Gay relationships have traditionally been seen as less stable than straight ones
One of the most common arguments against same-sex marriage is that gay people should not be allowed to marry because they are more likely to be promiscuous.
Due to the pervasive narrative of unchasteness peddled by the media in rather stereotypical depictions of especially gay men, there is still an idea doing the rounds that there’s no point in granting marriage rights to gay people, since they won’t uphold the values of holy matrimony anyway.
Still, despite research pointing to the fact that homosexual people are no more and no less debauched than their straight counterparts, many people are still under the impression that gay relationships are somehow less stable than those of straight people. We know where this idea comes from, but is it true?
Settle down, now – gay relationships really aren’t all that different from straight ones
According to a 2017 study done by researchers at the Bowling Green State University in the US, the relationship stability in same-sex marriages is more or less as stable as, or even more stable than straight marriages.
On our own shores, where marriage between people of the same sex has been legal since 2006, the latest statistics show that 155 divorces were granted to same-sex couples in 2017 – 115 of these were female couples and 40 were male couples – and these numbers form a part of the overall divorce rate for the same year, which amounted to 25,390 in total. 25,326 divorces were granted in South Africa in 2016, with 48 of these granted to same-sex couples.
It’s difficult to compare apples with apples when there aren’t exact numbers available to compare the crude divorce rate for straight people with the crude divorce rate for heterosexual people, and even if the rate of divorce seems to be much lower for same-sex couples, one also has to consider that straight marriages far outnumber gay ones.
Given this lack of exact statistics, it might help to look at the stability of gay relationships in a different way. A 12-year study by the Gottman Institute, comprising 21 gay and 21 lesbian couples, found that same-sex relationships may be more stable for the simple reason that conflict looks different when compared to how straight couples experience disagreements.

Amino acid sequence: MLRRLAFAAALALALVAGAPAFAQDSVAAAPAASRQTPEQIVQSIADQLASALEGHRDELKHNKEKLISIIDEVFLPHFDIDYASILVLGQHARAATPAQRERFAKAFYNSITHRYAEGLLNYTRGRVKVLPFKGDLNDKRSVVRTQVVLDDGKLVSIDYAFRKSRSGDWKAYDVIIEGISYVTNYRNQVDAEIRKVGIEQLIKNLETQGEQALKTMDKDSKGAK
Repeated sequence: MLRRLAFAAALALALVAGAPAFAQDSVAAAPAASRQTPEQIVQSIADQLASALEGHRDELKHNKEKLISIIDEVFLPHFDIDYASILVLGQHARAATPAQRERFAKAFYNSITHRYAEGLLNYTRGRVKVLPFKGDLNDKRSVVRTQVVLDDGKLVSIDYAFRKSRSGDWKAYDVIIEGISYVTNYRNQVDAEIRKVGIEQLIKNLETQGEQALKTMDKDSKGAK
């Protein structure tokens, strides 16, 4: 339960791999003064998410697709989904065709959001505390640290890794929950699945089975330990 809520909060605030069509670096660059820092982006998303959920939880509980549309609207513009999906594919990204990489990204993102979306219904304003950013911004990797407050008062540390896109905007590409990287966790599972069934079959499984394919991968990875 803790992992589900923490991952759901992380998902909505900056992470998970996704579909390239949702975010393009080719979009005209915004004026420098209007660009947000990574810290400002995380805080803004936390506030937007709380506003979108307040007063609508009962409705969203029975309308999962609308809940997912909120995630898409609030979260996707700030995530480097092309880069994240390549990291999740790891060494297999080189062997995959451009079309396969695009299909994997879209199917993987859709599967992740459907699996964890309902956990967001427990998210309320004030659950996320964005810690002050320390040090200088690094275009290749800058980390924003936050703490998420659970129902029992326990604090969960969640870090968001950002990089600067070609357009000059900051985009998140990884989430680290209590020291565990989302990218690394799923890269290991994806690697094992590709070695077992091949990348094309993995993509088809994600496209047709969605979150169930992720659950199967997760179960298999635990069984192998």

You’re just as likely to break up as your straight friends
With gay and lesbian couples using fewer hostile emotional and controlling tactics in instances of conflict, “the difference on these ‘control’ related emotions suggests that fairness and power-sharing between the partners is more important and more common in gay and lesbian relationships than in straight ones,” says Dr John Gottman.
Contrary to straight couples, unhappy gay couples are also less likely to experience high levels of physiological arousal, during which things like jitteriness, sweaty palms and an elevated heart rate make it difficult to calm down during and after conflict.
As acceptance for unions between people of the same sex grows, we will probably see more accurate studies about just how stable these relationships are. Ultimately, at least for now, there is no definitive statistical answer, as very little data about same-sex marriage in comparison to marriage of heterosexual people is available, especially in our own country.
However, most researchers find very few differences between the stability of gay relationships and straight relationships when considering the current available statistics. Says Stanford’s Michael J. Rosenfeld, “Research on same-sex couple longevity using data that predated the era of same-sex marriage generally showed that same-sex couples were less stable than heterosexual couples. Once marriage and marriage-like unions are controlled for, same-sex couples and heterosexual couples have statistically indistinguishable rates of breakup.”
If you read this to determine what the chances are of your relationship being a lasting one, we’re sorry for not giving you a more clear-cut answer – save that you’re just as likely to break up as your straight friends are. Perhaps that is just comforting enough – unless your straight friends are of easy virtue and constantly at each other’s throats, of course!